Submitted to: Postharvest Biology and Technology
Publication Type: Peer Reviewed Journal
Publication Acceptance Date: 9/10/2012
Publication Date: 2/1/2013
Citation: Cho, B., Kim, M.S., Baek, I., Kim, D., Kim, Y. 2013. Detection of cuticle defects on cherry tomatoes based on hyperspectral fluorescence imagery. Postharvest Biology and Technology. 76:40-49. Interpretive Summary: Imaging methods are valuable tools for assessing quality and safety of fresh produce. In particular, defects/injuries of the outer cuticle of produce (e.g. tomatoes) may provide a site for growth of pathogenic microbes, which may cause deleterious consequences to consumer health. In this study, the use of a multispectral fluorescence imaging technique was investigated for detection of defective cherry tomatoes. The fluorescence intensity of the areas of cuticle cracks was significantly higher than that of the sound surfaces in the blue-green spectral region, which could be useful as a sensitive classification tool for the detection of cracking defects on cherry tomatoes. A multispectral fluorescence image method developed in this investigation was capable of detecting defect cherry tomatoes with over 98% accuracy. The detection method can be used for developing on-site and real-time multispectral imaging systems for rapid inline evaluation of cherry tomatoes in postharvest processing plants. This study provides insightful information for developing online produce safety and quality inspection technologies to produce processing industries, food technologists, and agricultural engineers.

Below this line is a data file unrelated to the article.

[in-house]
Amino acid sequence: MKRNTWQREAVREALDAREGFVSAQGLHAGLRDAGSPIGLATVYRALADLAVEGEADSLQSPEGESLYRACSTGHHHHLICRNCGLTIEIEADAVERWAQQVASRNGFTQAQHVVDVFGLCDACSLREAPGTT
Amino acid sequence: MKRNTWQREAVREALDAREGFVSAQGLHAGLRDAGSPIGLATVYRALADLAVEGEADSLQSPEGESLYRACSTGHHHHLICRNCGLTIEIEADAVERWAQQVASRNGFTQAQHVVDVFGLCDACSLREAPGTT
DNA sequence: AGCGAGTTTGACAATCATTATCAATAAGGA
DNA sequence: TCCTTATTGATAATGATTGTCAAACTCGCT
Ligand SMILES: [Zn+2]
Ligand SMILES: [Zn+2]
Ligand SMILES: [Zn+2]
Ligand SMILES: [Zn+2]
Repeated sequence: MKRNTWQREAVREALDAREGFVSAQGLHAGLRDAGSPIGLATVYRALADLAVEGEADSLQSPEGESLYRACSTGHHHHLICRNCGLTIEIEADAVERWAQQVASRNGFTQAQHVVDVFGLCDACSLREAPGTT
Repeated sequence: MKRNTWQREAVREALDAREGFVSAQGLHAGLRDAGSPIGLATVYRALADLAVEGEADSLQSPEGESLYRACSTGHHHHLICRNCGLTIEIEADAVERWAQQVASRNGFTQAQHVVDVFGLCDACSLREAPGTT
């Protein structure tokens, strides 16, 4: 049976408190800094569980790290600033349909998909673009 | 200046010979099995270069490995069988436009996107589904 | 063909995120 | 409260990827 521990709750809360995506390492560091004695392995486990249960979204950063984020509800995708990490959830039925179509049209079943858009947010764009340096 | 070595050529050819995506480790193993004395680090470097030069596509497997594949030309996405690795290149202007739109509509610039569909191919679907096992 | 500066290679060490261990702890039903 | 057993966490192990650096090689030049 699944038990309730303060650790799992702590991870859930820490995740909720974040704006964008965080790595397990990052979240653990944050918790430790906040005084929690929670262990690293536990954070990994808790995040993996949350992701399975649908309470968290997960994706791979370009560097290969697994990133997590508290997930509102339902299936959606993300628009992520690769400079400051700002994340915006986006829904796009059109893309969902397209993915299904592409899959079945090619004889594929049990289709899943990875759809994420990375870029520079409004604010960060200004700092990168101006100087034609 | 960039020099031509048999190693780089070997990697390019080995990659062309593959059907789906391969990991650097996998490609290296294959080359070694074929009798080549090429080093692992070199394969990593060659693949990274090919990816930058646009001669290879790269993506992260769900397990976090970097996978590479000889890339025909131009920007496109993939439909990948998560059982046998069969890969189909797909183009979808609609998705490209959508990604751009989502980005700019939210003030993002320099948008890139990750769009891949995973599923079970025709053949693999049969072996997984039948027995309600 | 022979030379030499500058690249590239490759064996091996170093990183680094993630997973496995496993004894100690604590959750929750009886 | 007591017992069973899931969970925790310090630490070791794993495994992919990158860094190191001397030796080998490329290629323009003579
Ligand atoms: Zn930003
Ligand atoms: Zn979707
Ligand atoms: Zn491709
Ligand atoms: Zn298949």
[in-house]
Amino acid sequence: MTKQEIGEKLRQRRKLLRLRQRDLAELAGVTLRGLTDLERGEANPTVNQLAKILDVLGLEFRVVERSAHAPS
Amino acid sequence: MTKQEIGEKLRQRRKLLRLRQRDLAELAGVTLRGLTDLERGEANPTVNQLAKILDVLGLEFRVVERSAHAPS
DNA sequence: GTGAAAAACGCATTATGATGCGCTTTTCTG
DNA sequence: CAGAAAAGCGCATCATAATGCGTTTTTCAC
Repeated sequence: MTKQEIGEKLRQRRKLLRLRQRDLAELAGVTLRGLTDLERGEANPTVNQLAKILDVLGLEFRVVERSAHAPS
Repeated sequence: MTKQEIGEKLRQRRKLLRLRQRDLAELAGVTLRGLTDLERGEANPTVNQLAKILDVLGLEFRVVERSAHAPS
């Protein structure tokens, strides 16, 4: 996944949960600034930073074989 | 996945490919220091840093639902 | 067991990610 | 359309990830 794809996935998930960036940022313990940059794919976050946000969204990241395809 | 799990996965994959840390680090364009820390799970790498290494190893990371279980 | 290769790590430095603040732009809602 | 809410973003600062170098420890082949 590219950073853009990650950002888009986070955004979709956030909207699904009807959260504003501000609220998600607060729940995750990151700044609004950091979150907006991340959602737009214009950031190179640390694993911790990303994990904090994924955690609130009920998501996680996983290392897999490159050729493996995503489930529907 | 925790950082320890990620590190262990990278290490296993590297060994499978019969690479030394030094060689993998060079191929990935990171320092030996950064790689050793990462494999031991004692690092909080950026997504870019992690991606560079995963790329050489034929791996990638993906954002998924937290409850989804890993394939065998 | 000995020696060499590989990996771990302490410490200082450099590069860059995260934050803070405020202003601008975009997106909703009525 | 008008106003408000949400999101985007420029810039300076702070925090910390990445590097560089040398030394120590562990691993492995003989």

Technical Abstract: Even though cherry tomato is one of the major vegetables consumed in the fresh-cut market, its quality evaluation process has been dependent on simple size- or color-sorting techniques, which currently is inadequate for meeting the increased consumer demand for high quality and safety products. Of the various quality evaluation processes, detecting the defect cherry tomatoes is one of the most crucial processes since cuticle defects could be high potential harbor sites of pathogenic microbes which may cause deleterious consequences to consumer health. In this study, multispectral fluorescence imaging technique is presented as a desirable tool for non-destructive detection of defect cherry tomatoes compare to multispectral reflectance and conventional color imaging. A noteworthy observation in the use of fluorescence images was that the fluorescence intensity of the areas of cuticle cracks was immensely higher than that of the sound surfaces in the blue-green spectral region, which could be useful as a sensitive classification tool for the detection of cracking defects on cherry tomatoes. Simple ANOVA classification analysis as well as principal component analysis was explored to investigate optimal fluorescence wavebands. The results illustrate that the fluorescence spectral imaging technique shows high feasibility for detecting defects on cherry tomatoes. A multispectral fluorescence image linearly combined with a pair of selected wavebands based on the result of principal component analysis was capable of detecting defect cherry tomatoes with above 98% accuracy. The multispectral fluorescence imaging technique showed good potential for discriminating between defect and sound cherry tomatoes. The detection algorithm investigated in this study could be used for developing on-site and real-time multispectral systems for quality evaluation of cherry tomatoes in postharvest quality processing plants.